Insulin dependent diabetes: A comparison of families with single and multiple affected siblings

Diabetologia, Aug 1980

M. A. Jaworski, E. Colle, R. D. Guttmann, M. M. Belmonte, B. Taylor, M. P. Crepeau, J. Wilkins, R. Poirier

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Insulin dependent diabetes: A comparison of families with single and multiple affected siblings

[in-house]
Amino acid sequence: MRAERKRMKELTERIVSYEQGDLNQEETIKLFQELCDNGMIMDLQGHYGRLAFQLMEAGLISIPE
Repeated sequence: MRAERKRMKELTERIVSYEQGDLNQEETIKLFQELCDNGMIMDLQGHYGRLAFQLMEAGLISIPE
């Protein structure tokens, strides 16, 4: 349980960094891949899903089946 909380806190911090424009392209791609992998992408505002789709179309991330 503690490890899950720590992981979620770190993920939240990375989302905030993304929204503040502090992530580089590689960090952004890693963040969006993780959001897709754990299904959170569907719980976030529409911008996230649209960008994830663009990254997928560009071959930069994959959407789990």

Insulin Dependent Diabetes: A Comparison of Families with Single and Multiple Affected Siblings M. A. Jaworski 0 E. Colle 0 R. D. G u t t m a n n 0 M. M. Belmonte 0 B. Taylor 0 M. P. Crepeau 0 J. Wilkins 0 R. Poirier 0 0 Montreal Children's Hospital - McGillUniversity Research Institute, The Transplantation Service, Royal Victoria Hospital, and H6pital Sainte-Justine , Montreal, Quebec , Canada Summary. Families (n --- 14) with m o r e t h a n 1 sibling with insulin d e p e n d e n t diabetes were matched with families of similar size and age distribution containing only 1 affected child. T h e distribution of H L A haplotypes, age of onset of disease, and seasonal onset of disease were c o m p a r e d in the two groups. T h e data are not consistent with the hypothesis of a single autosomal recessive gene linked to the H L A region. T h e data do not permit a choice b e t w e e n o t h e r current hypotheses although they are compatible with the t h e o r y of 2 genes linked to the H L A region, acting additively, and requiring interaction either with environmental factors or other disease susceptibility genes. Diabetic children in the multiplex and simplex families did not differ in the m o n t h of onset of symptoms nor in the age at diagnosis although t h r e e multiplex pedigrees in which diabetes d e v e l o p e d in all affected children before the age of 6 years w e r e identified. Insulin d e p e n d e n t diabetes; H L A typing; genetics of diabetes - T h e mode(s) of inheritance of diabetes mellitus continue to perplex investigators. Genetic heterogeneity is manifest in the variety of diabetic syndromes in animal models [ 1 ], in the multiplicity of genetic syndromes associated with h u m a n diabetes [ 2 ], and in the delineation o f familial patterns of b o t h mild, noninsulin d e p e n d e n t [ 3, 4 ], and severe, insulin dependent diabetes ( I D D ) o f the juvenile onset type. On the o t h e r hand, proposals for a single h o m o g e n e o u s m o d e of inheritance, including autosomal recessive inheritance with 50% penetrance, for all cases o f I D D have b e e n advanced [5]. P o p u l a t i o n studies of patients with I D D have shown an association between I D D and certain B antigens (B8, 18 and 15 Bw62) and D / D R antigens (Dw3, Dw4, D R 3 , D R 4 ) , especially in Caucasian populations [ 6 ]. Studies [ 6, 7, 8 ] have shown that in families with m o r e than one affected sibling, there is a significant excess of shared H L A haplotypes among affected offspring. These groups, however, find a significant n u m b e r (up to 4 5 % ) of affected siblings who differ by at least one H L A haplotype f r o m the proband, a finding difficult to reconcile with a hypothesis of simple H L A - l i n k e d recessive inheritance. Similar studies in families containing only one diabetic child are limited [ 8 ]. Such families account for most cases of I D D (94% in our population). W e have t h e r e f o r e c o m p a r e d two groups of families similar in all respects except for the presence of either one (simplex) or m o r e t h a n one (multiplex) insulin d e p e n d e n t diabetic. Materials and Methods Clinical Material The population from which these familieswere chosen has been described in detail elsewhere [ 9 ]. All are Caucasian of European extraction, predominantly French Canadian and British, with important minorities of Italian and Jewish backgrounds. In this population, the mean annual incidenceof IDD in children 17years of age or less is 8.8/100,000for the years 1971through 1978. During these years 588 diabeticsin 581 familieswere identified. Of the 581 families,544 (94%) have only 1 affected child and 37 families (6%) have two or more affected offspring. There were 1168siblings of the diabetic probands in these families of whom 57 were diabetic (5.0%). Fou~en -m-ultiplexfamilieswere selected on the basis of their availabilityand willingnessto participate. After selectionof a multiplex family, the next familyappearingfor a routine visitin whom the number of siblings of similarage (matchedwithin 5 year intervals) and whose ethnic origin and family history most closely matched that of the multiplex family was asked to participate. Families were not matched for the age or season of onset of diabetes. No parent in either group had IDD. Probands were less than 17 years of age at the time of diagnosis with one exception. Mean age at diagnosisof the proband in the multiplex familieswas 8.3 + 1.6 years, of the affected siblings in the multiplex families 11.3 _+ 1.1 years (9.8 + 1.0 for all diabetics in the multiplex families), and of the probands in the simplex families 9.6 + 1.1 years. The duration of diabetes in the probands was 8.5 ___1.1 years in the multiplex families and 6.0 + 1.5 in the simplex families. The mean age of all offspring at the time of study was 16.5 years in multiplex and 16.8years in simplex families with the mean age of the unaffectedsiblings 18.3 _+1.9 and 18.4 _+1.1 years respectively. In the simplex families the mean age of HLA identical siblings was 17.8 _+ 1.8 years. Both simplex and multiplex families had an averageof 3.2 children. Pedigreesfor 4 generations were obtained with respect to type of glucoseintolerance (including maternal gestational glycosuria), age of onset, treatment and complications of diabetes and occurrence of other endocrine and autoimmune diseases. (Complete data can be obtained from the authors on request.) Tissue Typing Methods HLA typing for antigens at the A, B, C and DR loci was performed according to the standard microcytotoxicitymethod of Terasaki [ 10 ],usingUCLA research trays. The method previously described from this laboratory was used for mixed lymphocyte culture reactions [ 11 ]. Twenty specificities were tested at the A locus, 31 at the B locus, and 5 at the C locus. All diabetic offspring (n = 44) and 45/46normal siblings as well as all livingparents (n = 44) were typed. Controls were 263 primiparous women from the same metropolitan area. Results L Haplotype Segregation (Table 1) There were 16 diabetic siblings in the multiplex families. Thirteen shared b o t h haplotypes with the p r o b a n d , 2 shared 1, and 1 was discordant. A m o n g non-diabetic siblings there were 3 H L A identical, 6 haploidentical and 3 discordant in the multiplex families and 10 H L A identical, 12 haploidentical and 8 discordant in the simplex families. H a p l o t y p e segregation in sibling pairs is shown in Table 1. A M. A. Jaworskiet al.: FamilyStudiesin InsulinDependent Diabetes n o n - r a n d o m assortment of haplotypes was found a m o n g diabetic pairs in the multiplex families. The m e t h o d o f G r e e n and W o o d r o w [ 12 ] was used to test the null hypothesis of r a n d o m assortment of haplotypes a m o n g diabetic pairs versus the alternative hypothesis that there is a disturbance of zygotic assortment which causes the n u m b e r o f " r e p e a t s " (that is sibling pairs sharing 1 or 2 haplotypes) to be larger than expected. By this m e t h o d the null hypothesis could be rejected at the level of p < 0.001. O n the other hand, the assortment of haplotypes a m o n g the non-diabetic siblings in b o t h families was not different from that predicted by rand o m zygotic assortment. In the multiplex families 3 non-diabetic siblings share 2 haplotypes with the p r o b a n d and 6 nondiabetic siblings share 1 haplotype. The H L A identical siblings in family M5 are also identical by virtue of a negative mixed lymphocyte culture (MLC) reaction. In families M9 and M14 the identical siblings share the same D antigen. In family M10 siblings 1 and 2 are identical, sibling 3 who shares only 1 haplotype with 1 and 2, is M L C discordant with the other two. Diabetic siblings in families M l l and 12 who share only one or no haplotypes with diabetic p r o b a n d s are not M L C identical. Therefore, recombination between A , B, and D loci cannot explain the discordance between the presence of diabetes and the lack of H L A identity. In the simplex families there are 10 siblings sharing 2 and 12 sharing 1 haplotype who are not diabetic. II. HLA Antigen Frequency among Offspring (Table 2) The frequency of those antigens at the B locus which had b e e n found to be significantly different from a local control population in a large group of I D D were examined in the two groups. W h e n p values were corrected for n u m b e r of antigens, the only significant differences between the groups was in the frequency of B7, although the small numbers m a y have masked other less obvious differences. In the multiplex families, no diabetic children expressed the B7 antigen. In simplex families, the frequency of B8 was increased a m o n g b o t h the diabetic and non-diabetic offspring, but this was not statistically significant. The slight increase in B15 a m o n g the diabetic offspring of the simplex families was not statistically significant, nor was the decrease in B7. A m o n g the normal siblings the frequency of B7 was almost double that of the control population. N o diabetic offspring in either group were h o m o z y g o u s for B8 or B15. There were 2 t-ILA identical sibling pairs who were B18/B15 heterozygotes in the multiplex families. The frequency of B18/B15 heterozygotes among multiM. A. Jaworski et al.: Family Studies in Insulin Dependent Diabetes a One included in simplex family group b Two included in multiplex family and one in simplex family group *p = < 0.01, vs control +p = < 0.05, corrected for number of antigens, vs control plex diabetic siblings was significantly increased above that of the control population (p < 0.001). In the simplex families there was 1 B8/B15 and 1 B18/ B15 heterozygote; neither of these children had an H L A identical sibling. III. Epidemiology and Family History There was no difference in the mean age at onset of the disease in the two groups, nor in the proportion of children diagnosed at a young age ( < 6 years). There was no statistical difference in the seasonal occurrence of cases between the two groups, although there were proportionately more autumn cases in the multiplex group. The distribution of B antigens among the parents in the two groups was not statistically different from that of the control population. Three pedigrees have a history of I D D in second degree relatives. There are pedigrees containing several generations of maturity onset diabetes in both groups. Discussion Data on two groups of closely matched families is presented, which show the previously described [ 7, 13 ] non-random assortment of haplotypes found in the diabetic siblings of the proband in the multiplex families and the normal distribution of haplotypes in nonaffected siblings in simplex and multiplex families. There was no decrease in the number of unaffected siblings sharing 2 haplotypes as suggested by Bengsch [8], whose study population differs from ours in that the proband was diagnosed at < 30 years rather than < 17 years and no attempt was made to match numbers or ages of siblings. Eighteen percent of affected siblings in our group of multiplex families are not H L A identical with the proband. In the simplex families 10 children are H L A identical (mean age 17.8 years) but have not yet developed the disease. This is past the age of peak incidence of I D D [ 10, 17 ], although a second smaller peak during the third decade has been reported in some studies [ 7, 17 ]. Finally, our prevalence figures for diabetes in siblings of IDD (5.0%) agrees with figures cited by Christy et al. [ 13 ] and Krawisz [ 18 ] and is well below the 12.5% required for the hypothesis proposing a single autosomal recessive gene with 50% penetrance. A second hypothesis proposes two susceptibility genes linked to the H L A region with expression depending on environmental interaction and/or other genes not H L A linked. It has been suggested [ 13 ] that the 2 genes are linked to Dw3 and Dw4 antigens and secondarily to the B antigens in linkage disequilibrium with these D antigens. Individuals heterozygous for Dw3/Dw4 have a higher relative risk than either the Dw3 or Dw4 homo- or hemizygote [ 13 ]. Linkage disequilibrium of B8 and of B18 with DR3 and of B15 (Bw62) with D R 4 [ 14, 15, 16 ] have been demonstrated in some populations, and account for the increased susceptibility of B8/B15 and B18/B15 heterozygotes in these groups. This hypothesis permits both the increased numbers of H L A identical siblings as well as the affected siblings sharing only 1 haplotype with the proband as found in the multiplex families in this study. There are 2 siblings pairs in the multiplex families in which the affected siblings share B18/B15. In the simplex group there is one child with B8/B15 and one with B18/B15; neither has an H L A identical sibling at risk, although partial D R typing of these families confirms the increased frequency of DR3 and DR4. Nine multiplex families have been typed. In three the diabetic siblings are DR3/DR4, in two the proband is DR3/ DR4 and the second diabetic is DR4, and in two the diabetic pairs type DR4 only. Five simplex families have been typed; four probands are DR4 only, and the B8/B15 heterozygote is DR3/DR4. Thus our findings are compatible with and favour the 2 gene overdominant theory of Christy et al. [ 13 ]. As in other reports [ 13, 8 ], the frequency of B7 is decreased in the affected children in the multiplex but not the simplex families. There is, however, an increase in the frequency of B7 in the unaffected members of simplex families. We cannot draw any conclusions about the environmental trigger. Simultaneous environmental insults to affected siblings in the multiplex families are, however, rare. The mean interval between diagnosis in proband and in affected sibling(s) (4.5 years) is similar to that in pairs of H L A identical siblings in multiplex families [ 6 ]. The longest interval was 13 years. Often the second affected sib was not yet born when the proband was diagnosed. Only in a minority of families (3/14) were pairs of siblings diagnosed within 2 years of each other. The mean age of onset of diabetes was the same in the simplex and multiplex families. However, seven children from three multiplex families accounted for almost half of all the children whose diabetes occurred before 6 years of age. This suggests a familial predisposition to early islet cell failure in some families. In these three pedigrees all affected sibs shared at least 1 H L A haplotype, there was a family history of diabetes and the interval between diagnosis was 2-13 years. Suarez and colleagues [ 19 ] have recently put forward a theory concerning a major susceptibility gene for IDD not in linkage with the H L A region while genes associated with the I-ILA region confer increased or decreased expressivity. Such a susceptibility gene might govern mechanisms involved in the ability of the beta cell to undergo hyperplastic or hypertrophic growth following injury or during periods of rapid growth such as puberty. Acknowledgements. Supported by grants from the National Health and Welfare of Canada and the Diabetic Children's Foundation, Montreal. Dr. E. Colle Montreal Childrens Hospital 2300 Tupper Street Montreal, Quebec H3H 1P3 Canada 1. Like AA ( 1977 ) Spontaneous diabetes in animals . In: Volk BW , Wellmann KR (eds) The diabetic pancreas . Plenum Press, New York, p 381 - 421 2. Rimoin DL ( 1976 ) Genetic syndromes associated with glucose intolerance . In: Creutzfeldt W, K6bberling J , Neel JV (eds) The genetics of diabetes mellitus . Springer, Berlin Heidelberg New York, p 43 - 63 3. Tattersall RB , Fajans SS ( 1975 ) A difference between the inheritance of classical juvenile-onset and maturity onset type diabetes of young people . Diabetes 24 : 4453 4. Barbosa J , Ramsay R , Goetz FC ( 1978 ) HLA in maturity onset hyperglycemia in the young . Arch Intern Med 138 : 90 - 93 5. Rnhinstein P , Suciu-Foca N , Nicholson F ( 1977 ) Genetics of juvenile diabetes mellitus, a recessive gene closely linked to HLA D and with 50% penetrance . N Engl J Medr 297 : 1036 - 1040 6. Barbosa J , King R , Noreen H , Yunis EJ ( 1977 ) The histocompatibility (HLA) system in juvenileinsulindependent diabetic multiplex kindreds . J Clin Invest 60 : 989 - 998 7. Cudworth AG ( 1978 ) Type 1 diabetes . Diabetologia 14 : 281 - 29l 8. Bengsh N , K6bberling J , Eckert G , Willms B ( 1978 ) HLA typing in juvenile diabetics with and without positive family history and in families with one or two diabetic siblings . Diabetologia 15 : 447 - 451 9. West R , Belmonte MM , Colle E , Crepeau MP , Wilkins J , Poirier R ( 1979 ) Epidemiologic survey of juvenile onset diabetes in Montreal . Diabetes 28 : 690 - 693 10. Mittal KK , Mickey MR , Singal DP , Terasaki PI ( 1968 ) Serotyping for homotransplantation: Refinement of microdroplet lymphocyte cytotoxicity test . Transplantation6 : 913 - 927 11. Boylston AW , Guttmann RD , Merrill GP ( 1968 ) A simplified method for the quantitation of in vitro leucocyte culture . Int Arch Allergy Appl Immunol 34 : 339 12. Green JR , Woodrow JC ( 1977 ) Sibling method for detecting HLA-linked genes in disease . Tissue Antigens 9 : 31 - 35 13. Christy M , Green A , Christau B , Kranman M , Nerup J , Platz P , Thomsen M , Ryde L , Svejgaard A ( 1978 ) Studies of the HLA system and insulindependent diabetes . Diabetes Care 2 : 209 - 214 14. Svejgaard A , Platz R , Ryder LP , Stau ML , Thomsen M ( 1975 ) HLA and disease association; a survey . Transplant Rev 22 : 3 - 43 15. 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M. A. Jaworski, E. Colle, R. D. Guttmann, M. M. Belmonte, B. Taylor, M. P. Crepeau, J. Wilkins, R. Poirier. Insulin dependent diabetes: A comparison of families with single and multiple affected siblings, Diabetologia, 1980, 97-100, DOI: 10.1007/BF00421852